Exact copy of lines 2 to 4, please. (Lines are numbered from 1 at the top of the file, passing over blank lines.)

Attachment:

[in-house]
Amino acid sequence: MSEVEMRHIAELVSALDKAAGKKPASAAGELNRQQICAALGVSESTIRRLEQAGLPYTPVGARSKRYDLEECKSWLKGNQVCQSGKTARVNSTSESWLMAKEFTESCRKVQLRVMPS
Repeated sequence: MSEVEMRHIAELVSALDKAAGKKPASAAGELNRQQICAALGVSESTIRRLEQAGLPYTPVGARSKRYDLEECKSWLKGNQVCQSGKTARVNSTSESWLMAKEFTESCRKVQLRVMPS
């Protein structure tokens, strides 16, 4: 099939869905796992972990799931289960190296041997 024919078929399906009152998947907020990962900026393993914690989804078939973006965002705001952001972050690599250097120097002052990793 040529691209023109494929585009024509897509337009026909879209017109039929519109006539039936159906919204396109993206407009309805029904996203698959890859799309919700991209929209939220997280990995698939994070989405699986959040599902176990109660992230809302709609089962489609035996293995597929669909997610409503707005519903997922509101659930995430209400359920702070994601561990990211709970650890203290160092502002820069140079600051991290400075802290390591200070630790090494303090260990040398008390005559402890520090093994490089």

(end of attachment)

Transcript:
Amino acid sequence: MSEVEMRHIAELVSALDKAAGKKPASAAGELNRQQICAALGVSESTIRRLEQAGLPYTPVGARSKRYDLEECKSWLKGNQVCQSGKTARVNSTSESWLMAKEFTESCRKVQLRVMPS
Repeated sequence: MSEVEMRHIAELVSALDKAAGKKPASAAGELNRQQICAALGVSESTIRRLEQAGLPYTPVGARSKRYDLEECKSWLKGNQVCQSGKTARVNSTSESWLMAKEFTESCRKVQLRVMPS
């Protein structure tokens, strides 16, 4: 099939869905796992972990799931289960190296041997 024919078929399906009152998947907020990962900026393993914690989804078939973006965002705001952001972050690599250097120097002052990793 040529691209023109494929585009024509897509337009026909879209017109039929519109006539039936159906919204396109993206407009309805029904996203698959890859799309919700991209929209939220997280990995698939994070989405699986959040599902176990109660992230809302709609089962489609035996293995597929669909997610409503707005519903997922509101659930995430209400359920702070994601561990990211709970650890203290160092502002820069140079600051991290400075802290390591200070630790090494303090260990040398008390005559402890520090093994490089």